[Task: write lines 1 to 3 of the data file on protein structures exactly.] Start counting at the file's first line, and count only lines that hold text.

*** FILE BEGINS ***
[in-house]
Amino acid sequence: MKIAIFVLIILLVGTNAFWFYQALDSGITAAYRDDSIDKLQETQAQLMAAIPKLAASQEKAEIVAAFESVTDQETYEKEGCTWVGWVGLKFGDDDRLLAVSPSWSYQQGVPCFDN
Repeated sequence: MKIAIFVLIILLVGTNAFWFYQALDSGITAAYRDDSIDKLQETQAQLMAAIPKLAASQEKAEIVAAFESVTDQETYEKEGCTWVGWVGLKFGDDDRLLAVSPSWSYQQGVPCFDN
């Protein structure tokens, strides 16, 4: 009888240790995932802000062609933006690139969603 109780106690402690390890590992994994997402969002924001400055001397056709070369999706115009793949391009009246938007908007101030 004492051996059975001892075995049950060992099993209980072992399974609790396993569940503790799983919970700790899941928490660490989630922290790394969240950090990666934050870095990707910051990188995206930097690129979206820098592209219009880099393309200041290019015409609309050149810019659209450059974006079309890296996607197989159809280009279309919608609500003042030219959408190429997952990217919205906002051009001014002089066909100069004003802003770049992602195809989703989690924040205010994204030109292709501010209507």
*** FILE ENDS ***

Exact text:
[in-house]
Amino acid sequence: MKIAIFVLIILLVGTNAFWFYQALDSGITAAYRDDSIDKLQETQAQLMAAIPKLAASQEKAEIVAAFESVTDQETYEKEGCTWVGWVGLKFGDDDRLLAVSPSWSYQQGVPCFDN
Repeated sequence: MKIAIFVLIILLVGTNAFWFYQALDSGITAAYRDDSIDKLQETQAQLMAAIPKLAASQEKAEIVAAFESVTDQETYEKEGCTWVGWVGLKFGDDDRLLAVSPSWSYQQGVPCFDN